The Men’s Side

One of the pleasurable things for me about writing the Quaker Artists series has been discovering paintings of Friends Meetings for Worship. The eleven depictions of Meetings for Worship I’ve written about date from about 1688 to 2018. Here is another:

“The Men’s Side” (1860) is a pen and ink drawing from London Yearly Meeting’s annual sessions at Devonshire House. Among the Quakers shown are the Bratt brothers, in the right foreground, who continued to dress plainly even as most Friends began to adopt non-Quaker attire. It was included in a bound booklet of seven sketches by John Joseph Willson. The other drawings also showed Friends.

John Joseph Willson (1837-1903) was a Leeds (BrYM) Quaker. He came from a wealthy family, who owned the Willson, Walker & Co. tannery, the largest tannery in Britain. A painter, largely self-taught, he created landscapes, portraits and caricatures. Many of his works were in watercolor. Willson helped found the Leeds Art Gallery and was vice president of the Yorkshire Union of Artists and president of the Leeds Fine Art Society. Exhibitions of his works appeared at the Royal Academy of Arts and the Walker Art Gallery. It was said that, as a child, he “wasted his school time by drawing engines on his slate”, and that, as an adult, he “painted up to the last”. Though theater had been forbidden to Friends in the past, he was also known for his participation in amateur dramatics. The Willson Group of artists (active 1860-1906), notable British painters of the 19th century, included Willson, his wife, their four children and his sister.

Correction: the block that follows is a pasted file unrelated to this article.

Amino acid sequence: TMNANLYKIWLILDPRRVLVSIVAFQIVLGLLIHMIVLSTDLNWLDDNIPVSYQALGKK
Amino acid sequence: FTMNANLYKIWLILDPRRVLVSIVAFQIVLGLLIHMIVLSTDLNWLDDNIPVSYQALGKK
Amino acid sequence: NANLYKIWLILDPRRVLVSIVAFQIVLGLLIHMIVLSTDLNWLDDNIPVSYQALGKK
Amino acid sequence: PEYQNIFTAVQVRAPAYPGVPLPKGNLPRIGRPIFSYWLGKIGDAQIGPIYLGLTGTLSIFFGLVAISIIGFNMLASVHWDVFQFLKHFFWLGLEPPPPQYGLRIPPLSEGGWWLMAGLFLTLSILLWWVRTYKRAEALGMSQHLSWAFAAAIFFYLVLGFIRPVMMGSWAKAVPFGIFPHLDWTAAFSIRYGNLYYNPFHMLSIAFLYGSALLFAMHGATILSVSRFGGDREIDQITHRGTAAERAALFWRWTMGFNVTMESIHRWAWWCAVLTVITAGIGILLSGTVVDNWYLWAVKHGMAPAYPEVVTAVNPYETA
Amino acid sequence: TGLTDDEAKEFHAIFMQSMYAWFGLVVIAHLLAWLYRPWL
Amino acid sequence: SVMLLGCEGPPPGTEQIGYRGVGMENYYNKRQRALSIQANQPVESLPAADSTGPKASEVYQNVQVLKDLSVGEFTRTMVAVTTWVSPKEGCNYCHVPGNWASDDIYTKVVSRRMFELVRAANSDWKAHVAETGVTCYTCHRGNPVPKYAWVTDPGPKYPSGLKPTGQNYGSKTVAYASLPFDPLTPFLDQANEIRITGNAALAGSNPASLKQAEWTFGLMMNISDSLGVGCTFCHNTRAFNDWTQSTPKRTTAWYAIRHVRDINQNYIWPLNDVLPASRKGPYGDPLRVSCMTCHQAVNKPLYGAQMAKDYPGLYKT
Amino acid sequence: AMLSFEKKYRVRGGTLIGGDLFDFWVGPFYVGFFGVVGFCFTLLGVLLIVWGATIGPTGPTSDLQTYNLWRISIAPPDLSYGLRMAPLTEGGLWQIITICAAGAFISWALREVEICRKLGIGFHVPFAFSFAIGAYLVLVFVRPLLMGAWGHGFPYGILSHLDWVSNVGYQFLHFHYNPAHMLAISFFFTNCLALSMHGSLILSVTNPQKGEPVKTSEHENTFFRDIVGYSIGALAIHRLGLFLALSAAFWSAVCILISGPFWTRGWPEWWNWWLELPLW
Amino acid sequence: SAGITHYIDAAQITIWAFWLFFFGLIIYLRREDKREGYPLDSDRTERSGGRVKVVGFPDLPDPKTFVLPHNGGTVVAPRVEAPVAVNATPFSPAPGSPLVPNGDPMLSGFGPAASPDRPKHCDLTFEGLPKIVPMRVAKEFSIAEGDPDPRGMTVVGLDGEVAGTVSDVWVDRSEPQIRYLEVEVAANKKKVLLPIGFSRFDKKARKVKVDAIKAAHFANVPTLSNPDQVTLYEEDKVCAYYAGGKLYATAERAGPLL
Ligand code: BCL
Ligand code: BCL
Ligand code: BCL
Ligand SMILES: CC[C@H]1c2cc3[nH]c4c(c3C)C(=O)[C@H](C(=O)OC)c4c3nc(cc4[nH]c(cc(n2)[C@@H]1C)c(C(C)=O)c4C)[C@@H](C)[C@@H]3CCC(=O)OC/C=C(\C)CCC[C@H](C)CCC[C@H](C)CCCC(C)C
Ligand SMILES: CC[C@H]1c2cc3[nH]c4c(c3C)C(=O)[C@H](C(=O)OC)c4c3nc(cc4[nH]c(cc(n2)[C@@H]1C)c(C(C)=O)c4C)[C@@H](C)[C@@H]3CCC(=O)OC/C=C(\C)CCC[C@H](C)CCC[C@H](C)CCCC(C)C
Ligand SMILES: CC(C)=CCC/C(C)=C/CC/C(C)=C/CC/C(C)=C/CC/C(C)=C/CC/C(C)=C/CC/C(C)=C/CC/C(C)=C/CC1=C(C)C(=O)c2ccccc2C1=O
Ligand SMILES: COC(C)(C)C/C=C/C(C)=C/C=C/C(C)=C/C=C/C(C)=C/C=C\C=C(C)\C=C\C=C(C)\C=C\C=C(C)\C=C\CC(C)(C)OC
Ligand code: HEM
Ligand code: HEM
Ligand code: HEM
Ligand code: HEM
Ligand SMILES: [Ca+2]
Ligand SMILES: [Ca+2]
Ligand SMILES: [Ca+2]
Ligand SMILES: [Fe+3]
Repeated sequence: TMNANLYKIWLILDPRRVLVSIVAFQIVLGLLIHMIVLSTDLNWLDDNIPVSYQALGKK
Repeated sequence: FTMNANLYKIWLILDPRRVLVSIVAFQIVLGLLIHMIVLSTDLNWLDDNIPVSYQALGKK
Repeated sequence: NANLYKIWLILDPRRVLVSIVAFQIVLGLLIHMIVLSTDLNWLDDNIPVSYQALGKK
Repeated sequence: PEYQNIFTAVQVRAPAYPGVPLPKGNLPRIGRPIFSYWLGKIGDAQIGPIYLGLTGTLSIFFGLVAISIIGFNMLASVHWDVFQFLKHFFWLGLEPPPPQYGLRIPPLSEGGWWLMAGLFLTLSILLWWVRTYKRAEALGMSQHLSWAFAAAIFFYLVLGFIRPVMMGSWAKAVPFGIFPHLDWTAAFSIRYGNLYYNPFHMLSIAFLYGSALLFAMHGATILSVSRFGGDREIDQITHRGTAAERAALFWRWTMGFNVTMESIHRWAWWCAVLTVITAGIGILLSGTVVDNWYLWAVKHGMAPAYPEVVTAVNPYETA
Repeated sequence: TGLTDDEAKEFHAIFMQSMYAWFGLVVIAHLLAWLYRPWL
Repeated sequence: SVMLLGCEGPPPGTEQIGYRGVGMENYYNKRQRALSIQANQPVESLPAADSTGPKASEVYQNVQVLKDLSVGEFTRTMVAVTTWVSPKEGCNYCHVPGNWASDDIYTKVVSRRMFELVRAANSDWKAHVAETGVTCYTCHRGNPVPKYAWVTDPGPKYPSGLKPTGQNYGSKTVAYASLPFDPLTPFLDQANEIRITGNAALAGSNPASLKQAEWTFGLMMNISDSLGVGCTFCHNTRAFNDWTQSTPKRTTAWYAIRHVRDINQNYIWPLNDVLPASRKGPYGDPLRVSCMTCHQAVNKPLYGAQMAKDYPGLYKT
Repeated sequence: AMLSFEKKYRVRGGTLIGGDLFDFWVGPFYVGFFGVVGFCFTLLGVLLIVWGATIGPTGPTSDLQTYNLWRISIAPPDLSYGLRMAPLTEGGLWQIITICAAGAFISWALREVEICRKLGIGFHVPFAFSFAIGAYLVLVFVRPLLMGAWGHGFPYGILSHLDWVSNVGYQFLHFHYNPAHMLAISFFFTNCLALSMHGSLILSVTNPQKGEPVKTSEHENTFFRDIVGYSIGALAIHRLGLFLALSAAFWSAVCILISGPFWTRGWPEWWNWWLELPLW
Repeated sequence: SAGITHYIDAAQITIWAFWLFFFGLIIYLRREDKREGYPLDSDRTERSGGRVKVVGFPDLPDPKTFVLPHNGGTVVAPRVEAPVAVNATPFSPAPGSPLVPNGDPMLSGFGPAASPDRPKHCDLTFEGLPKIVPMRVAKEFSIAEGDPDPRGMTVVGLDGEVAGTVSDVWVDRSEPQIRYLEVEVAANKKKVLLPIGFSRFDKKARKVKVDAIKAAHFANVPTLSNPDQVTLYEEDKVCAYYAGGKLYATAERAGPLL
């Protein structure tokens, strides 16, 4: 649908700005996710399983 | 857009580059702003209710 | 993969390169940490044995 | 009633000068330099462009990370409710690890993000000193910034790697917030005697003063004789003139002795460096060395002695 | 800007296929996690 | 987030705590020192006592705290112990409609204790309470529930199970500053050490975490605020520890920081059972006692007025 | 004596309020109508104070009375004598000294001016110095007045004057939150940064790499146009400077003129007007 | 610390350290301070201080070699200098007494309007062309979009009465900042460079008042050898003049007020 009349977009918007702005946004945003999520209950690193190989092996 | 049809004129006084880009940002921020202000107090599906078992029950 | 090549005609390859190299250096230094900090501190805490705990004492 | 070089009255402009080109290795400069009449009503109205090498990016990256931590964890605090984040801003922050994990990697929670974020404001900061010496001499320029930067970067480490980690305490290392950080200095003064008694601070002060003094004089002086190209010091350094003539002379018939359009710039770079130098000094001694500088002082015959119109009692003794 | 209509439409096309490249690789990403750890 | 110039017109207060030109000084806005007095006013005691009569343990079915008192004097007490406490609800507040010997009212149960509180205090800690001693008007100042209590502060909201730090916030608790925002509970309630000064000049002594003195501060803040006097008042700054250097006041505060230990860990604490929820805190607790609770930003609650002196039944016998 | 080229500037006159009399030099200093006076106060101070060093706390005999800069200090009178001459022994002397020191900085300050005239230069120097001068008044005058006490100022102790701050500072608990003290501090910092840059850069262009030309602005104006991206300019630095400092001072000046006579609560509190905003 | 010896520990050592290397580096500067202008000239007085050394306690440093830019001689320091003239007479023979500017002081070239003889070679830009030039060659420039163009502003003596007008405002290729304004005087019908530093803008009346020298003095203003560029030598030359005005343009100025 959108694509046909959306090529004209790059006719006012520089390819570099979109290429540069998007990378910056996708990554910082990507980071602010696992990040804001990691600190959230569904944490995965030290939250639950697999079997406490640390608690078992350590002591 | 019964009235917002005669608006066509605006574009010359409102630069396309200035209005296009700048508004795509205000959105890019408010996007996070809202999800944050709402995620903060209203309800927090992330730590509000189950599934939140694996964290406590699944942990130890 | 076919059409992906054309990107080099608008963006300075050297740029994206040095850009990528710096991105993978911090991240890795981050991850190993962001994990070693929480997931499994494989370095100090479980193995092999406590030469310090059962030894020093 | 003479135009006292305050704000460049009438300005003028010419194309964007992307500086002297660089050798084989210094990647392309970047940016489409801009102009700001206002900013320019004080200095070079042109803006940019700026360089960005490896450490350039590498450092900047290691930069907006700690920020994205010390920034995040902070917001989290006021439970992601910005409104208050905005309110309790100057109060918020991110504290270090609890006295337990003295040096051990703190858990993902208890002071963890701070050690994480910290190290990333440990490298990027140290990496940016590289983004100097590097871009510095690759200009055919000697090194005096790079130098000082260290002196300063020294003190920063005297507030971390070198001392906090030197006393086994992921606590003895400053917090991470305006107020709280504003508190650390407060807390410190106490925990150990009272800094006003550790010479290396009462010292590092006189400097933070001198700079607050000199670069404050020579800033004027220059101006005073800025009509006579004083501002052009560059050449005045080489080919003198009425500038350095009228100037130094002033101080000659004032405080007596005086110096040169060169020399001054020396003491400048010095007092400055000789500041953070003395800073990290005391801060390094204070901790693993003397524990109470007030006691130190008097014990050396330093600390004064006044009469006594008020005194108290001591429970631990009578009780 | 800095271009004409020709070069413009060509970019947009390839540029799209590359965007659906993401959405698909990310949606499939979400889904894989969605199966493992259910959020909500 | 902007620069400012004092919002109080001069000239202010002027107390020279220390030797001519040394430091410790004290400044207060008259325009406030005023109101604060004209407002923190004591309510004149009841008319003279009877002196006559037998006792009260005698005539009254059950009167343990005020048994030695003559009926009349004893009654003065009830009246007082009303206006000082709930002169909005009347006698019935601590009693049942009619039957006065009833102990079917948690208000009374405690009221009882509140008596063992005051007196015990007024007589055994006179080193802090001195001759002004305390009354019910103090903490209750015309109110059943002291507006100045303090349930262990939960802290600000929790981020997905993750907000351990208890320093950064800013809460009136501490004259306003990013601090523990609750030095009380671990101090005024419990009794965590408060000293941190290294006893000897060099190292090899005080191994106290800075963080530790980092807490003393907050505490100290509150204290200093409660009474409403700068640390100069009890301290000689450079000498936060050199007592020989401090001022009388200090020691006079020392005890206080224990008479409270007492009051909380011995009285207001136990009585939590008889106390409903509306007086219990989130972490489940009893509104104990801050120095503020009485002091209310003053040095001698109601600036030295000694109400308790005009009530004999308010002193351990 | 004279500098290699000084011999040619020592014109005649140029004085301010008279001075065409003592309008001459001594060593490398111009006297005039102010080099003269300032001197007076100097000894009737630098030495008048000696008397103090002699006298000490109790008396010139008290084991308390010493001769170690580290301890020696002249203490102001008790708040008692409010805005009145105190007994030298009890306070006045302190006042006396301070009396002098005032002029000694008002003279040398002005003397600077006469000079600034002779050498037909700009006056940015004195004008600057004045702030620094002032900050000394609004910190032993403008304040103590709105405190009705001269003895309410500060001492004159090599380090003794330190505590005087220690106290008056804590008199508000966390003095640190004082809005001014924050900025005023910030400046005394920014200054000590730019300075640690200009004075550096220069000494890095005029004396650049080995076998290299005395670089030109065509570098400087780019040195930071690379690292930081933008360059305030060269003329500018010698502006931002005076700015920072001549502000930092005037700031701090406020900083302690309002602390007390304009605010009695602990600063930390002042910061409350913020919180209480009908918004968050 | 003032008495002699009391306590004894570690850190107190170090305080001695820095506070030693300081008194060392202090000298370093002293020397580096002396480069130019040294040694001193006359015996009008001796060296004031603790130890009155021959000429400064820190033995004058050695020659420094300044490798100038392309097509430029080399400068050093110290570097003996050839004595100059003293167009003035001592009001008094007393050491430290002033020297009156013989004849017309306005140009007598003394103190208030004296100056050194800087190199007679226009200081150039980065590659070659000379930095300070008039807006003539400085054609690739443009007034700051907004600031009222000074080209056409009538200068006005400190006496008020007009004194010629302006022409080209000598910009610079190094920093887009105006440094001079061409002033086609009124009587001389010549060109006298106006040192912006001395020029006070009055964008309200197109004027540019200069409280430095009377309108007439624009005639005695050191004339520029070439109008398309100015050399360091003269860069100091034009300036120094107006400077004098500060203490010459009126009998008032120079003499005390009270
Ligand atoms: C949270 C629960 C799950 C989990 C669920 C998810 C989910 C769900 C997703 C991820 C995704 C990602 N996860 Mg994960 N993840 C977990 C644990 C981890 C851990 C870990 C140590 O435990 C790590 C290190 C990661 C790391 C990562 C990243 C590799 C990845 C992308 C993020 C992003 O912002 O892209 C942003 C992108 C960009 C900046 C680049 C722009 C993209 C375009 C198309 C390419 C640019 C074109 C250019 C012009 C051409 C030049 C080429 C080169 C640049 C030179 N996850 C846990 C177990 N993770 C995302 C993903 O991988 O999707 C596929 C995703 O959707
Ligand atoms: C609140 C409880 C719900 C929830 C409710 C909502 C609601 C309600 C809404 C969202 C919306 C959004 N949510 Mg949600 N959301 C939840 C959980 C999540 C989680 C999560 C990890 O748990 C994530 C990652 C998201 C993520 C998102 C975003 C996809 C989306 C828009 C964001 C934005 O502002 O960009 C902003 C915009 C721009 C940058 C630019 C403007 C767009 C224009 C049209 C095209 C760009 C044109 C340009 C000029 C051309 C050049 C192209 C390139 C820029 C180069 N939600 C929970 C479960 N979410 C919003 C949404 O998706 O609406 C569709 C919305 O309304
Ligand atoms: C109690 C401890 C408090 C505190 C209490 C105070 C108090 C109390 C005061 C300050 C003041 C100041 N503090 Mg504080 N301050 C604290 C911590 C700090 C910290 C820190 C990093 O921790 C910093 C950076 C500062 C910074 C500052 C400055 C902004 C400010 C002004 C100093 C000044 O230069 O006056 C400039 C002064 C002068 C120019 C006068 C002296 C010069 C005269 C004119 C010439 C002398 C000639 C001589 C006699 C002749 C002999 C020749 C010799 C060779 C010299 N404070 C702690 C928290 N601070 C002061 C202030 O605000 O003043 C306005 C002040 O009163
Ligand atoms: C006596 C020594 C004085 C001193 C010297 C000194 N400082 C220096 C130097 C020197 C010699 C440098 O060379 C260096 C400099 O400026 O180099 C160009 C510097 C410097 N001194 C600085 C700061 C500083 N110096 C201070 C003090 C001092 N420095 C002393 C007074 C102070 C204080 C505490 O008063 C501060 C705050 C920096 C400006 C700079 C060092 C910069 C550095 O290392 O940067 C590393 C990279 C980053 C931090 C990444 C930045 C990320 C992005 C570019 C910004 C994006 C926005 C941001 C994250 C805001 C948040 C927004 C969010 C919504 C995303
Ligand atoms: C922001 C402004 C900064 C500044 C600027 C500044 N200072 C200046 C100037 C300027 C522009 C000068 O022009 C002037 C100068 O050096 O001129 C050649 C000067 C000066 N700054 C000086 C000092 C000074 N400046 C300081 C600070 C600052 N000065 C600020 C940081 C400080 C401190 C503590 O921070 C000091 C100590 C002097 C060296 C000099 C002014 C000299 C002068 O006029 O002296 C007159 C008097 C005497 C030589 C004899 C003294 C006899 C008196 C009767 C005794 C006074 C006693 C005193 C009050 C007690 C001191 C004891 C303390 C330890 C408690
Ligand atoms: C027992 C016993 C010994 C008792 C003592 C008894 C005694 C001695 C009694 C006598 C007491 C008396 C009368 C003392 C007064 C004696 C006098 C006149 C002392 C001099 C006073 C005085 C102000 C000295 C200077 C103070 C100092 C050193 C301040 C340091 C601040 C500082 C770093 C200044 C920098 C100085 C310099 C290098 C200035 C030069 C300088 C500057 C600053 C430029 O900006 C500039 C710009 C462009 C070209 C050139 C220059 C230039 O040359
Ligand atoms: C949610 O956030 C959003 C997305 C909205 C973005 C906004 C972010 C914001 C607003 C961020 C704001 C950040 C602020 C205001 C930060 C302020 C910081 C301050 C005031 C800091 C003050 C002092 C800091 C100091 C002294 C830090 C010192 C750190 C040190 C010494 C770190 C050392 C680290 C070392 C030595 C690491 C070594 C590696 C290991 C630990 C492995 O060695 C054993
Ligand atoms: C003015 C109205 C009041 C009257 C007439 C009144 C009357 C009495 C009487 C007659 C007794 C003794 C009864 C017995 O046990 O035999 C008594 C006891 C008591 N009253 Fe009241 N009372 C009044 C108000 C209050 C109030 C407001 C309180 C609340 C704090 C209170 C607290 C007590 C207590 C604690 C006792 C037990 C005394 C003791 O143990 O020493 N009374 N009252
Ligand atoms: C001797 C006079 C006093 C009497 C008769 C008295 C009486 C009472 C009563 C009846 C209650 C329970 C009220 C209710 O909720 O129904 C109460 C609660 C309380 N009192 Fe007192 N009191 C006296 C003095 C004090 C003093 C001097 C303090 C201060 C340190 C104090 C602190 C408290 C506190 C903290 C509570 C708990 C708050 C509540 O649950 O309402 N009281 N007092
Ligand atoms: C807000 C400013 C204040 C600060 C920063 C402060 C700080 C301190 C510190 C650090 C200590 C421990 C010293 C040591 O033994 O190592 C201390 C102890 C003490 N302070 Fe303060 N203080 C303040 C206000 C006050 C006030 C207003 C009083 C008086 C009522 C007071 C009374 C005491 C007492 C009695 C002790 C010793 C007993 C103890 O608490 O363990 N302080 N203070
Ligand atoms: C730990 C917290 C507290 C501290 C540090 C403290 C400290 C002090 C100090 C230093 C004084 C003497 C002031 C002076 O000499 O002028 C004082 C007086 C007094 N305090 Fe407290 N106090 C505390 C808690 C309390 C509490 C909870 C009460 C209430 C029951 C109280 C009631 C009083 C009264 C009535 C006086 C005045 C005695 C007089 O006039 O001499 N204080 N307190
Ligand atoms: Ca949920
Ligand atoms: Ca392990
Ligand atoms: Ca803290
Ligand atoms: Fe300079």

I especially enjoyed “The Men’s Side”. It’s a delightful, very human depiction of a mid-19th Friends Meeting for Worship.

Gary Sandman

February 2021

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